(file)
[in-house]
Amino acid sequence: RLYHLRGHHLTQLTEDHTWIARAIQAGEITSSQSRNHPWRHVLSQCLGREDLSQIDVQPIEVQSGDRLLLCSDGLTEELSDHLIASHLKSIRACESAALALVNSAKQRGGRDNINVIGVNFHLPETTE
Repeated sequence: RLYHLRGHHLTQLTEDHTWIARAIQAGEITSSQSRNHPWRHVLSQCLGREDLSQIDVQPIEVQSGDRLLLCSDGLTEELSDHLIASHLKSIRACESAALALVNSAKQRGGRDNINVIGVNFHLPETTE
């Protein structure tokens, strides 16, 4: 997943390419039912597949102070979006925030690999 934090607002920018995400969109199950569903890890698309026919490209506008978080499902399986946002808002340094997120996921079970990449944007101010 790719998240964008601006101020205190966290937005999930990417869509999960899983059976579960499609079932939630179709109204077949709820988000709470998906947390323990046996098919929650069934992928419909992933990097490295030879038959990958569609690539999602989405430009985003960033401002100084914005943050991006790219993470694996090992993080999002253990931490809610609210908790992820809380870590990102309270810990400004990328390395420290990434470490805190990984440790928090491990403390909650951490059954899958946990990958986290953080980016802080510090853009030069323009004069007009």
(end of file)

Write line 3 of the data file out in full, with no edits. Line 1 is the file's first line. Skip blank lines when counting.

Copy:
Repeated sequence: RLYHLRGHHLTQLTEDHTWIARAIQAGEITSSQSRNHPWRHVLSQCLGREDLSQIDVQPIEVQSGDRLLLCSDGLTEELSDHLIASHLKSIRACESAALALVNSAKQRGGRDNINVIGVNFHLPETTE